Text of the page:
There are high international tensions boiling around five small
islands and three rocky outcroppings about 75 miles from Taiwan and 90 miles
from the closest Japanese island (click here for more).
The Chinese call them the Diaoyu Islands and claim them as
part of Chinese territory dating back to the 14th Ming Dynasty.
The Japanese call them the Senkaku Islands and say they incorporated
the islands in 1895 - when they placed a marker on one of them declaring them
to be part of Japan.
Above: Thousands of Chinese protesters marching in a demonstration in southwest China's Sichuan province against Japan's claim of the Senkaku islands.
For almost 200 years, neither country focused very much attention
to the islands - as they were thought to hold little commercial value - they are
covered by jungle, there is fresh water only from rainfall, and the only
significant animal life are small goats that were introduced about 30 years ago.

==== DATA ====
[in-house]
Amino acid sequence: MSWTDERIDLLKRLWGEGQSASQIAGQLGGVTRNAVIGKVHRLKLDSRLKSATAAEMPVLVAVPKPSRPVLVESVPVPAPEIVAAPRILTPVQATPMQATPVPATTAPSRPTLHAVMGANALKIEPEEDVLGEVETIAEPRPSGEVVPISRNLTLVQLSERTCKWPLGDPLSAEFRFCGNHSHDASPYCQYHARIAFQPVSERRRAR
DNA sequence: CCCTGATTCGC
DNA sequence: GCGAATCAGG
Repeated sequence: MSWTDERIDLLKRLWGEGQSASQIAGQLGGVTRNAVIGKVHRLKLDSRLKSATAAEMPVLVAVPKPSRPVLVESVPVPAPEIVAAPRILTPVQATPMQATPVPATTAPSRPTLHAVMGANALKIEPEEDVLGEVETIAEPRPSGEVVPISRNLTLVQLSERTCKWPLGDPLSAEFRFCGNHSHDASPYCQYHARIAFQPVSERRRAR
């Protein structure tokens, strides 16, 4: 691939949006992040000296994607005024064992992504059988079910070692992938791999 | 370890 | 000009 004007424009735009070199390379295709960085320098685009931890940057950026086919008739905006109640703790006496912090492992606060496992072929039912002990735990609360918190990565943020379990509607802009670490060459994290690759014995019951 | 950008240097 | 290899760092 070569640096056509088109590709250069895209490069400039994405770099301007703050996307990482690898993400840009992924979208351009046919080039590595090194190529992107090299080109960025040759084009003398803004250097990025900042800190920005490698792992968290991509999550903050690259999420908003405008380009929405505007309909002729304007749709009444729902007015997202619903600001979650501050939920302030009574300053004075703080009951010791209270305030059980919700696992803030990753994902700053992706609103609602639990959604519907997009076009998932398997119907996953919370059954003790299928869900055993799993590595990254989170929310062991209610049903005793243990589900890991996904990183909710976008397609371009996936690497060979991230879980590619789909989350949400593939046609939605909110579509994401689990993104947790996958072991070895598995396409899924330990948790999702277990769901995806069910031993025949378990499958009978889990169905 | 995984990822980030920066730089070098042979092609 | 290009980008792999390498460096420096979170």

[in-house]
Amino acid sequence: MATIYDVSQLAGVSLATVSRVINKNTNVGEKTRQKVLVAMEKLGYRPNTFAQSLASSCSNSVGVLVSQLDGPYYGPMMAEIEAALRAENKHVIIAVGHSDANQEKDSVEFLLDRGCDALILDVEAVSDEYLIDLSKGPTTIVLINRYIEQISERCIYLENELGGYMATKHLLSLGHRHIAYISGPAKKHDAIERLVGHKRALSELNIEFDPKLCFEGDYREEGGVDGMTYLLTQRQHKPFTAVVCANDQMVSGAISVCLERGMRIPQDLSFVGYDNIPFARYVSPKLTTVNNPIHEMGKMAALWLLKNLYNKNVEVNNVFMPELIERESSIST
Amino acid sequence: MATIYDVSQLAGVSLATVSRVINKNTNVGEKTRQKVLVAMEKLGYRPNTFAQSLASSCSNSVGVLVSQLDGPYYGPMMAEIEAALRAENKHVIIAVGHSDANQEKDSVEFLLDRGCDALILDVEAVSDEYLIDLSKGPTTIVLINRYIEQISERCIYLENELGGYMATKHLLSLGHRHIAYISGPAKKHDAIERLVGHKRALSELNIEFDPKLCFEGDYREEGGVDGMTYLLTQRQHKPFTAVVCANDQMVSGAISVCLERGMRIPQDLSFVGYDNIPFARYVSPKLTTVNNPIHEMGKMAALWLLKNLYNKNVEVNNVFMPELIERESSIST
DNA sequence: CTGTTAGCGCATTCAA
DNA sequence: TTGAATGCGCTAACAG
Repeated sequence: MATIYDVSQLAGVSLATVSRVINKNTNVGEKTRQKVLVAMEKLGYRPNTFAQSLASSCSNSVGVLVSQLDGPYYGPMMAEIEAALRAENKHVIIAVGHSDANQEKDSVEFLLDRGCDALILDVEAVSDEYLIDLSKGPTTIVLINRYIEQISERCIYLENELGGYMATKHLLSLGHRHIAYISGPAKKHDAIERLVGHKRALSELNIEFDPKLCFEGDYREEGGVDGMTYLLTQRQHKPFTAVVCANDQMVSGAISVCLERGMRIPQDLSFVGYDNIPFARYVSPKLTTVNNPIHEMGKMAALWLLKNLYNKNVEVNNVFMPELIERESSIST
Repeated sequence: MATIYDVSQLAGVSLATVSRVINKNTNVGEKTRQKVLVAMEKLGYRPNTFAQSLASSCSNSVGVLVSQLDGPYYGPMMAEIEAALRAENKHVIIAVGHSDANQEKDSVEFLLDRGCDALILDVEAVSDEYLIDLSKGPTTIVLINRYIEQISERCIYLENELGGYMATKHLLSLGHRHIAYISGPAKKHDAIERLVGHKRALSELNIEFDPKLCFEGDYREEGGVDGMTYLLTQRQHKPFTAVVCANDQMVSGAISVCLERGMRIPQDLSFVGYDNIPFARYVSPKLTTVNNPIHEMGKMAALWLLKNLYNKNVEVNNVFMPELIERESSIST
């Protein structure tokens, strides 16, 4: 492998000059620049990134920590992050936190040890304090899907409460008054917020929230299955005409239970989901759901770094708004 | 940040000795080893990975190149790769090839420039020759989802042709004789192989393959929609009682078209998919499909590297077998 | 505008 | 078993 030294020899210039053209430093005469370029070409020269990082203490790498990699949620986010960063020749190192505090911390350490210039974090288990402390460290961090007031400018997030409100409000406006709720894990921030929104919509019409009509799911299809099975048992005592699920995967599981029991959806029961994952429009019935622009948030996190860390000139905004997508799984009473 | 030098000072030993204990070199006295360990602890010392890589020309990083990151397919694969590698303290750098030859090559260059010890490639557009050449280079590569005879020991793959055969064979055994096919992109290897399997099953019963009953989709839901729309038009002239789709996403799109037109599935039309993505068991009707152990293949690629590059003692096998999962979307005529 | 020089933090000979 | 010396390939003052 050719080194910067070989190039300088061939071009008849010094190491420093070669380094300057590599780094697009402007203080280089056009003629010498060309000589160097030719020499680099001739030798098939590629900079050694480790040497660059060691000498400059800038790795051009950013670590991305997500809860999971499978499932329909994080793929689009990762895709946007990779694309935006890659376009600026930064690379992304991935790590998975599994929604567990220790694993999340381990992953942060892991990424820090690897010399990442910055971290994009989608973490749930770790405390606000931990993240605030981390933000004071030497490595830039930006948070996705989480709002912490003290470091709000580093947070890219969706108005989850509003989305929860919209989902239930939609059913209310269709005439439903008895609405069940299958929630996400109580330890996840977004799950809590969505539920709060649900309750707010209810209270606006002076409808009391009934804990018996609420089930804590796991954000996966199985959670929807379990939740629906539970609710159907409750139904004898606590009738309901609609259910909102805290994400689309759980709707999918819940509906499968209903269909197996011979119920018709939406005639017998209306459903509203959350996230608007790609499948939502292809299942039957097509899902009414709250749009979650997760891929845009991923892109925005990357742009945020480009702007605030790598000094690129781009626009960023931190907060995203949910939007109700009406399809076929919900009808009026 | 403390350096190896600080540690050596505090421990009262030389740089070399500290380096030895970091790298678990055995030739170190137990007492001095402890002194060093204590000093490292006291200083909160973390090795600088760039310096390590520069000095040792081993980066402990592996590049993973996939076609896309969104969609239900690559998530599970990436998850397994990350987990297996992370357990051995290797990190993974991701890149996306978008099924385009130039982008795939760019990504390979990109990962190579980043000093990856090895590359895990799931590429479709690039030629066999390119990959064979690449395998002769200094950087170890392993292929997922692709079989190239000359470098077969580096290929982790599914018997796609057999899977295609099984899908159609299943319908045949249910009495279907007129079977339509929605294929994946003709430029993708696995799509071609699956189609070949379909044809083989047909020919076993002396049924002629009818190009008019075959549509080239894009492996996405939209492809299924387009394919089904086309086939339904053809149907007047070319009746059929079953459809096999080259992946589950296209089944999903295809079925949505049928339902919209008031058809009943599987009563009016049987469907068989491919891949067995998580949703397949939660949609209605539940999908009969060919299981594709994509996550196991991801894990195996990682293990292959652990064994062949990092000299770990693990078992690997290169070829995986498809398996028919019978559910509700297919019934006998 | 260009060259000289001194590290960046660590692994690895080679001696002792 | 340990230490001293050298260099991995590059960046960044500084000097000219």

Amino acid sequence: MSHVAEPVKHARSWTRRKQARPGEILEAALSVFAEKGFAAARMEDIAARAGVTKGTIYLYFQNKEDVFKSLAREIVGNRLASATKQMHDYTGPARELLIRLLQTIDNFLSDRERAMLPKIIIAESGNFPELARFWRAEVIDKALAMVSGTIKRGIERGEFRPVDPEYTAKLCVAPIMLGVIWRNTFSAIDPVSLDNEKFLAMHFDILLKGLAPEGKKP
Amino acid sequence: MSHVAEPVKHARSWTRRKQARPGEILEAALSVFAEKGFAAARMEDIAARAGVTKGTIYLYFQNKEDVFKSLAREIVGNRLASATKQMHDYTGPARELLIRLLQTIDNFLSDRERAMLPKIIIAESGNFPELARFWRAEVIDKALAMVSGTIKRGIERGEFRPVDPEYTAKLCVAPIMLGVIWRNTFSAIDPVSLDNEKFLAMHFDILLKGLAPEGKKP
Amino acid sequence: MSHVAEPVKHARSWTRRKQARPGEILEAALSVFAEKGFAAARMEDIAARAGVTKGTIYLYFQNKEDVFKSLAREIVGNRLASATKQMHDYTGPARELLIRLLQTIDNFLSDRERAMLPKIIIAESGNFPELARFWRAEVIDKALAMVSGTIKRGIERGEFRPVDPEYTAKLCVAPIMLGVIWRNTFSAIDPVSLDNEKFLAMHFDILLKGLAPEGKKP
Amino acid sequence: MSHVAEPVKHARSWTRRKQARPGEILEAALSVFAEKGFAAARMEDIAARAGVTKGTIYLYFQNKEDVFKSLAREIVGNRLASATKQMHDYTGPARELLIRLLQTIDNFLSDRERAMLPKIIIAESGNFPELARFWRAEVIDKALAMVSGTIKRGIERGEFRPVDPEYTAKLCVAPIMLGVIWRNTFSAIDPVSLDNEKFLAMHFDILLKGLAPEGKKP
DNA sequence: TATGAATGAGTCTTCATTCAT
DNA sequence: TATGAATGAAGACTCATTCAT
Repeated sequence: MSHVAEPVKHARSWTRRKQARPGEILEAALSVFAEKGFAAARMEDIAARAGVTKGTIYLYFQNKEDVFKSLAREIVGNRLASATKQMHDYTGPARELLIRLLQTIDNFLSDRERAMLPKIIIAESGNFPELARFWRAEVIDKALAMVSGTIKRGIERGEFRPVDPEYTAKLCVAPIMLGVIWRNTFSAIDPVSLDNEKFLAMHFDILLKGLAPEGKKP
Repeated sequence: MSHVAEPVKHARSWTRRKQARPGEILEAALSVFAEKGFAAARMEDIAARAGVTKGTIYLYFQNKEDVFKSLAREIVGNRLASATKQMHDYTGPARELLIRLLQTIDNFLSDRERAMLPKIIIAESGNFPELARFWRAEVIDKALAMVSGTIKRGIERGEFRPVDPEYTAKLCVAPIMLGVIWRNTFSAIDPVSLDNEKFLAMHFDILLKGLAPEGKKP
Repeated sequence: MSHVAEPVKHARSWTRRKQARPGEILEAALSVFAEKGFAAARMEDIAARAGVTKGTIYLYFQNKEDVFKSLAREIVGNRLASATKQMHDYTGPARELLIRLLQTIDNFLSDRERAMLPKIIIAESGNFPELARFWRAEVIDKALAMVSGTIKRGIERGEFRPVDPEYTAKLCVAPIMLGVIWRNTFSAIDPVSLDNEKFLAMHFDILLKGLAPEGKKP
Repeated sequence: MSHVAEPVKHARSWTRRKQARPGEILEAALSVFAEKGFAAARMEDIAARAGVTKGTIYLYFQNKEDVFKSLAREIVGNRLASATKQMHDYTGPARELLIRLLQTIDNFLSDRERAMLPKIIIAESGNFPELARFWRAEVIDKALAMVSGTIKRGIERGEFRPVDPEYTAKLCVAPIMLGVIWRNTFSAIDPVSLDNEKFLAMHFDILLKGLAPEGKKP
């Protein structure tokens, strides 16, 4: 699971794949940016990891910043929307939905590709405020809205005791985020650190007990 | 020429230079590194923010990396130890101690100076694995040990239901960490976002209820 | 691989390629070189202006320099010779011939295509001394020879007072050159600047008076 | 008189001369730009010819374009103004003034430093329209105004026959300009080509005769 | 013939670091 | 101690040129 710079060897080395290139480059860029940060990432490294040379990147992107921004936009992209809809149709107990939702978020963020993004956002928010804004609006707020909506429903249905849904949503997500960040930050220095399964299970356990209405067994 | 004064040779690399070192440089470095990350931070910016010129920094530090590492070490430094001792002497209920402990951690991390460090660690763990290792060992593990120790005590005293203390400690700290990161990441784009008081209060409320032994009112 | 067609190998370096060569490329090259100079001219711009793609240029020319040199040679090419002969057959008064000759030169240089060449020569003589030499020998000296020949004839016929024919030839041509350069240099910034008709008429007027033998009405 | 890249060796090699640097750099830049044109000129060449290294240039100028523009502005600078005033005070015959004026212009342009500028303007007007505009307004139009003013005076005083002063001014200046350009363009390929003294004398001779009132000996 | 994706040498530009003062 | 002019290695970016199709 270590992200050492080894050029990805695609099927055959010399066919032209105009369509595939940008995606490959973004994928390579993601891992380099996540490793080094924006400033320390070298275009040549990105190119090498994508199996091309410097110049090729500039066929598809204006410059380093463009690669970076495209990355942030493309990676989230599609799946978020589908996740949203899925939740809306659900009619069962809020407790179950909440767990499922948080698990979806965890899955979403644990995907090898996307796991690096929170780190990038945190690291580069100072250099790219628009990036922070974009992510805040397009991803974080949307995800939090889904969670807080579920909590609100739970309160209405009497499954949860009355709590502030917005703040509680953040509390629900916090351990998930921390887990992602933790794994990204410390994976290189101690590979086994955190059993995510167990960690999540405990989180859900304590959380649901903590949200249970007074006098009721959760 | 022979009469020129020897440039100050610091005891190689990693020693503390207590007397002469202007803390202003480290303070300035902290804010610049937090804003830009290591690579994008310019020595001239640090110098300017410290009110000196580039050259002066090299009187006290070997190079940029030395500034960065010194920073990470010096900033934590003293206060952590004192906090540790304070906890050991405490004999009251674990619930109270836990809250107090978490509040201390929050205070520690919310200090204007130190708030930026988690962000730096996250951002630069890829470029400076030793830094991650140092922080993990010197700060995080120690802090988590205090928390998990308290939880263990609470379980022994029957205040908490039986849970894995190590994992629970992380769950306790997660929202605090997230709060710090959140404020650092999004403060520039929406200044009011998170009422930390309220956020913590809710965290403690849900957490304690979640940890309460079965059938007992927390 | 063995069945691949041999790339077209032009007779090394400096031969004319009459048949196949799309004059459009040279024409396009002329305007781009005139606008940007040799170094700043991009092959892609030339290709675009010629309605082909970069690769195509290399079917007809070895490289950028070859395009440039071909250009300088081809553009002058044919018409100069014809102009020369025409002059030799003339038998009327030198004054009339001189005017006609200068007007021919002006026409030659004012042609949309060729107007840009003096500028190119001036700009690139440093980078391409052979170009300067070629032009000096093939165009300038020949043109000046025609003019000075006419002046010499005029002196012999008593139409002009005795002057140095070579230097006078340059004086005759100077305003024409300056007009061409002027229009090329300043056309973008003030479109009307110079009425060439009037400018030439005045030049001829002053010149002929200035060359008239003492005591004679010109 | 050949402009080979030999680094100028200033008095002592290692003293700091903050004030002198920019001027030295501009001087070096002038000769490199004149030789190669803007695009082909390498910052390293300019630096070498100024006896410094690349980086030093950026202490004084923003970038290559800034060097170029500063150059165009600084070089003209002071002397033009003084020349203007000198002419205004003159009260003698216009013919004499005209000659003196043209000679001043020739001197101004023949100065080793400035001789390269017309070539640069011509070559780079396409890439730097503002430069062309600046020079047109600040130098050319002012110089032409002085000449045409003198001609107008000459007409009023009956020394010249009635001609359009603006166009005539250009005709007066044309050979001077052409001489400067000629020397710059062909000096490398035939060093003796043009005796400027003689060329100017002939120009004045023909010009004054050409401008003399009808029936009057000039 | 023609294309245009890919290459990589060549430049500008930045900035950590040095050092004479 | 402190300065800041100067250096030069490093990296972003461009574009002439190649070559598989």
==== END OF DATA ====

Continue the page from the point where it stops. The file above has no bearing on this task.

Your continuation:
But then in 1970, the Chinese began to take interest after a
United Nations study showed there might be oil and gas in the seabed around the
islands. Today, these islands are source
of increasing tensions between Beijing and Tokyo as they are near key sea-lanes
and both nations are laying claim to the fishing and natural gas deposits in
and around the islands (click here for more).
On August 15, 2012, the 60th anniversary of the end of the
Pacific War, a group of activists landed on the biggest island, Uotsuri, as
part of China's public relations campaign for ownership. The Japanese
government detained them (click here for more).
Following the detainment of the Chinese, Japanese activists
waved the Nippon flag on one of the islands. This sparked off protests across
China. Chinese protesters took to the streets, attacking Japanese-made cars and
Japanese-owned businesses (click here for more).
Is this growing dispute a manifestation of
shifting power balances in the region?
Do you see international law providing a
solution to this dispute?
09-01-2012 12:05 PM
Filed under: China, United Nations, Beijing, Japan, oil and gas, Territory dispute, Senkaku Islands, Tokyo, sea lanes, international tensions, Diaoyu Islands